Songwriting Practice: Analyzing Music

author: Ysrafel date: 04/19/2010 category: music theory tips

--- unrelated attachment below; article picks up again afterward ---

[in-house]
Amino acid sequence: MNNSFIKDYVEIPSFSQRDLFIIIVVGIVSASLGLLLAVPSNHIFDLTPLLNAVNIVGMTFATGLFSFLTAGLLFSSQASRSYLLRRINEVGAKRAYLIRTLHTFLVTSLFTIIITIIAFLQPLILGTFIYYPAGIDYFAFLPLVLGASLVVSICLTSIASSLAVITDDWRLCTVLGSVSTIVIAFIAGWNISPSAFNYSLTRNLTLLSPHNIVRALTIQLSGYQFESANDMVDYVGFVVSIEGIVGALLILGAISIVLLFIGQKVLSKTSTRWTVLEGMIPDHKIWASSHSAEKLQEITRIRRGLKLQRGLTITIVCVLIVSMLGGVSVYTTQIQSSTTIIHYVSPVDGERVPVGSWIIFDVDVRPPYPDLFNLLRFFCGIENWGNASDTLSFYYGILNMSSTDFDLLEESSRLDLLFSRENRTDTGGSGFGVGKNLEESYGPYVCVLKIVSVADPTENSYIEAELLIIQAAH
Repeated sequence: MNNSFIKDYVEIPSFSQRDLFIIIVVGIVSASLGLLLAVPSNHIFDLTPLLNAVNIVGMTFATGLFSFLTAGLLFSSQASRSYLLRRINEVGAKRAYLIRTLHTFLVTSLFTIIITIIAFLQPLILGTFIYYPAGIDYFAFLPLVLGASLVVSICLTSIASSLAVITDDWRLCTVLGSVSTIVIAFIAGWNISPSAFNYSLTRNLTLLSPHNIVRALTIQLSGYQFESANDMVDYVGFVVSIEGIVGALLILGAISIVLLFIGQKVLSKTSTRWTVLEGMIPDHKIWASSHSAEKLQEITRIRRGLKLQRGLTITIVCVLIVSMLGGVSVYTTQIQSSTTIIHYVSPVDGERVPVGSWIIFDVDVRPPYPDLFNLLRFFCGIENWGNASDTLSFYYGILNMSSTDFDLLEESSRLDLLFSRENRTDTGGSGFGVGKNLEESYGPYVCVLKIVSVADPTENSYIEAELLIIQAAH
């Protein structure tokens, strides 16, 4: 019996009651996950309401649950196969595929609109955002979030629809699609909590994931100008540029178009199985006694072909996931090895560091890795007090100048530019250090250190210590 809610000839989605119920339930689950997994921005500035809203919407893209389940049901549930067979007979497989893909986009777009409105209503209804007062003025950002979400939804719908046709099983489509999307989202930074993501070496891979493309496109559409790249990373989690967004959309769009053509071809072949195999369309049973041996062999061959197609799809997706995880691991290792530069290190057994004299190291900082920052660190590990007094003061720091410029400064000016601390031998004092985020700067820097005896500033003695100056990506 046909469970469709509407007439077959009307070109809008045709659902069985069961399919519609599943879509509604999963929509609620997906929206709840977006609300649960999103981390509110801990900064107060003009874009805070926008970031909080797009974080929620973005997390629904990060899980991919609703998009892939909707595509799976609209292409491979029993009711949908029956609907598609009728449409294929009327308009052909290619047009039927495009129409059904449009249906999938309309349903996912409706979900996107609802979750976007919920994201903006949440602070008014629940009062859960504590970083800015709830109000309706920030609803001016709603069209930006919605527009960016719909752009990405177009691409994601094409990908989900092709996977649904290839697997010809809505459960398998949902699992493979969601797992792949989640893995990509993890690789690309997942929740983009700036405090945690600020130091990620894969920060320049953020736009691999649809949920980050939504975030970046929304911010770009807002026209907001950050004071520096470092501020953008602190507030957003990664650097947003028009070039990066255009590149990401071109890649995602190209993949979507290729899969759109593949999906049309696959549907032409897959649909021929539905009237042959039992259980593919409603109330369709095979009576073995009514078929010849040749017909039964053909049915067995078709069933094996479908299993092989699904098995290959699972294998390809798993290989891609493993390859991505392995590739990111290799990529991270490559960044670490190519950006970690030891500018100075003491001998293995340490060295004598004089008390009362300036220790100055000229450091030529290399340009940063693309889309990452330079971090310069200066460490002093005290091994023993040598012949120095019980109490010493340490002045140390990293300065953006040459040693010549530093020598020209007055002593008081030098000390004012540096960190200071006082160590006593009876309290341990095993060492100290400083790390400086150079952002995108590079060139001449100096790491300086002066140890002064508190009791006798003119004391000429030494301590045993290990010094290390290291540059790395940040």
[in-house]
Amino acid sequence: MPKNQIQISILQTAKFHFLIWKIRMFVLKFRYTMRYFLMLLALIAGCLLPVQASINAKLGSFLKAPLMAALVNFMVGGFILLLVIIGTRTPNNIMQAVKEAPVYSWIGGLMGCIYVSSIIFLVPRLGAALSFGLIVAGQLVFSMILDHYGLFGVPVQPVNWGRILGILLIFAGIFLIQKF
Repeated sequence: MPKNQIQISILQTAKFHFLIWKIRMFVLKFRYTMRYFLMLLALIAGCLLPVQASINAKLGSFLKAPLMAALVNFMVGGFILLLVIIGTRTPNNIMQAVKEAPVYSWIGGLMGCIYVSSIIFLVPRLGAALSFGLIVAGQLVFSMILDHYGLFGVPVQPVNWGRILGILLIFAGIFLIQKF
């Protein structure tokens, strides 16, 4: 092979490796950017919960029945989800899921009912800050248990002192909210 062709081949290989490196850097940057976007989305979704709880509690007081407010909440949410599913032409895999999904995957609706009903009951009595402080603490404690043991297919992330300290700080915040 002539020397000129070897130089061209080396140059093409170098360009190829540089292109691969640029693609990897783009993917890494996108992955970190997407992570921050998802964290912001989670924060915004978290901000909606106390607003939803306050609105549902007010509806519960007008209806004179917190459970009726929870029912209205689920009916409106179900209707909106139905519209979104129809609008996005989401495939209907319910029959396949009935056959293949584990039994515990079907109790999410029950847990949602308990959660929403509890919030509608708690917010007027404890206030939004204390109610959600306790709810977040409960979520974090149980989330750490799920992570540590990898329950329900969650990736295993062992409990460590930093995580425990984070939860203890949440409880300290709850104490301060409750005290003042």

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One of the most important parts of understanding how to express yourself with music is to be able to analyze specific musical elements in order to find out how they affect the listener. The more you know about specific ways to create an idea, the more clear of an idea you can make when you write a song. There are many various ways to express the same idea with music. For example, if you wanted to create the idea of "sadness," you could achieve this in many different ways. You could use a minor key, you could focus on scale degree 2 of the minor scale in your melodies, you could use a slow tempo, you could use descending melodic lines, and so forth.. The more you analyze music and practice song writing, the better you will become when it comes to expressing your ideas in a clear understandable fashion. When you stop to think about how to express musical ideas, where did you get those ideas from? You got them from hearing music that other people have made. So by listening to more music, you can increase your capacity for understanding how to create certain emotions with music in different scenarios. This doesn't mean you will blatantly take a melody from someone else's music, but rather you will use the same musical idea for when you create your own music. I've created a very powerful list of questions for you to ask yourself in order to analyze a song. I'd like you to use this to analyze other people's music, and to analyze your own music. Doing so will help you to get a clear picture of what is being expressed, and how to express it. 1. What is the form of the song? What is the overall song structure? How does this form structure affect the feel of the song? Some examples of organizing form could be Intro - Verse - Chorus - Verse - Chorus - Break - Chorus, or perhaps A B A B C B, or on a more advanced level specific types of "classical" forms like binary, fugue, sonata, etc. Observe how the length or shortness of the different sections in a song affect the feel of the melodies, phrases, or rhythm. Also, observe the length of the phrases and song sections. 2. What harmony is being used? In other words, what chords are used? What is the key of the song or the different sections in the song? Identify what the actual chords are(note sounded harmonically, or at the same time), and what the chords are which are implied by arpeggios or melodies with notes occurring one after the other. 3. What emotions does this piece portray? What harmonies give these emotions? What is the overall main feeling of this song? Is it just one feeling, or are there more than one feeling(usually different sections)? Observe how you feel when you hear specific chords throughout the song. 4. How does the rhythm affect the feel of this song? or any specific part? Do the rhythms used in the song convey a specific idea? Can you feel a building of momentum at any point due to the rhythm of the notes used? Does rhythm play a strong part in the overall feeling of this song? 5. Does the song seem to repeat common themes or phrases? Sometimes music will repeat melodies (or "motives") in order to emphasize a specific idea or emotion. This is also used to create unity within the song to help give balance or to help tie the music together. 6. If there are modulations, what emotions do they evoke in the music? Modulations are when music changes its tonal center (the note that every other note functions to go to or delay going to). This can be used as an effect to generate a sense of new arrival. If you can, identify the specific modulatory techniques which are used (if any). What feeling do you feel when the music modulates to a new key? Just as a quick side note, I want you guys to know that I have made a free printable .pdf file of this lesson available here for all of the people who sign up for my free newsletter. My free newsletter contains guitar tab lessons, professional guitar advice, informative articles, songwriting tips, and more exclusive cool stuff. Alright, alright, enough with the blatant advertising right?! OK, let's continue on... 7. What keeps the song interesting over the span of a few minutes? What are the major parts of interest? What do you think is something about the music which compels the listener to continue listening? 8. What kind of texture is there throughout the song? Does the music contain a thick texture with many different parts happening at once, many melodic lines stacked on top of each other, or full chords (like a 6 string guitar chord, a full orchestra band, etc.)? Does the music contain a think texture with few parts happening at once, few melodic parts stacked on top of each other, or chords which only contain a few notes (like a 3 string guitar chord, piano playing a triad with only 3 notes, etc.)? 9. What kind of dynamics are there? Are there various instances of different dynamics? How do they effect the feel of the piece? What is the overall loudness of the song? Does this change at any point? If so, how does it affect the feeling of that musical idea or section? 10. What kind of timbre is used? What are the instruments used in this song? What techniques are used by these instruments, and what kind of feeling do these techniques create in the music? 11. What is the harmonic rhythm of the various sections in this piece? How many chords are there per measure? A fast harmonic rhythm will contain many chord changes in a certain period of time (for instance, 4 chord changes per measure), a slow harmonic rhythm will contain few chord changes during a certain period of time (for instance, 1 chord change every 8 measures). Harmonic rhythm has a strong influence on the momentum in a song. It may change at various parts in order to create a certain feeling. To start using this lesson to help you get better at song writing right now, choose 20 (no less) songs to analyze (must be someone else's music). Try to find songs which you think are highly expressive. Analyze these songs over the next month or two (2-4 songs a week). This will take a bit of time for each song, but will be well worth it. Over the next month or two, you will notice a very significant increase in your musical expression skills and your overall ability to create ideas off the top of your head in any given musical situation. As a last note, if you pick all songs within the same genre, this will drastically improve your potential to write for that genre. You will begin to notice specific patterns in the way the music is written, which will enable you to be able to think off the top of your head with great ease when writing for that genre. If you pick songs from various genres, it will give you a much more broad perspective of how to express yourself in various scenarios. For free access to more songwriting tips and advice on becoming a better guitar player, visit here and sign up for my free newsletter. (C) 2010 Ysrafel